The sharper edge to traveling in Asia

WoWasis book review: Harold Stephens’ ‘The Voyages of the Schooner Third Sea’

Written By: herbrunbridge - Jan• 28•13

StephensThirdSeaBookEver thought about cashing it all in, grabbing a sailboat, and traveling in the South Seas? Writer Harold Stephens did just that, and chronicles the romance and challenges of doing so in his thrilling book The Voyages of the Schooner Third Sea (2012, ISBN 978-0-9786951-5-6).

Here at WoWasis, we’ve become real fans of the travel writing of Stephens, who has a knack for storytelling, and eye for the romance of the seas, and is a master profiler of the people he encounters. This book tells of Stephens’ building a ferro-concrete schooner, outfitting it in Thailand, and sailing all over the Pacific. Some of our favorite stories in the book concern people like island hermit Tom Neal, Cheyenne Brando (Marlon’s ill-fated daughter), and Pacific entrepreneur Emma Coe, just three of the unforgettable people the author describes.

The schooner Third Sea’s voyages were a mixture of beauty and challenges:

But it was more than the dreaded “white thing” that made the crew ill at ease. Peter Forte was at the helm with several crew sitting around him in the cockpit. They heard a slapping bang, and thought at first that one of the crew had thrown something overboard. But no one was about. When they heard the second bang they rushed to the port rail. I too rushed on deck when I heard the noise. To my ears it sounded like someone had thrown a plank on the deck. I looked over the side and there came a shock I would never have expected. An eight-foot shark was attacking the ship. We saw the shark back off, linger for a while, and then coming threshing through the water and strike the port side of the hull head-on. He did this several times, striking the hull with his full force. I actually thought he might hole us but he didn’t, thank goodness for a ferro-cement. He stayed with us for ten minutes and then swam off to the south.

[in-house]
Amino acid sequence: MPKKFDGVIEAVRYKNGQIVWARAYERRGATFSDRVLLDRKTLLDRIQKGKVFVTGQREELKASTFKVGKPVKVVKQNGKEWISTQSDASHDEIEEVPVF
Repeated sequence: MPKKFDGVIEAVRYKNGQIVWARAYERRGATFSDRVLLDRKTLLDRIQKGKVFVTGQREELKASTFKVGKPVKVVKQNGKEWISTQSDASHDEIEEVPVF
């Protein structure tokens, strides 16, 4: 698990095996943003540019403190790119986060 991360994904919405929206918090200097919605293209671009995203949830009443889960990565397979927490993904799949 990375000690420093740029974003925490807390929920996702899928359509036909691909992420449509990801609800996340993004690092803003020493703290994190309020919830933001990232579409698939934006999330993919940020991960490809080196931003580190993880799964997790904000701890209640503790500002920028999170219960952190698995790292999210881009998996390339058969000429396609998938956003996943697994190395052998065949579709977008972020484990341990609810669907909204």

We had to break the solemn mood. Robin succeeded by cooking a magnificent dinner—fish-potato cakes with banana flambé for desert, followed by rum punches with the last of our fresh fruit. We had an equally magnificent sunset that seemed to linger forever, while the crew sat along the rail and on the cabin top, listening to Beethoven’s “Emperor Concerto.” Later I noted the helmsman’s comment in the running log: “Colorful ending to an exciting day.” Beauty does follow beauty, and yet one tends to forget beauty. Upon a sailing ship, the sea and sky are infinite with beauty, and surprises. Those wonderful colors we see at dawn, as lovely as they are, they are beyond memory. They are fleeting moments of Joy, never to be duplicated. The world is the sailor’s imperishable painting.

We’ve never read a Stephens book that we didn’t love, and this 379 pager is no exception, filled with adventure and great writing. Available through

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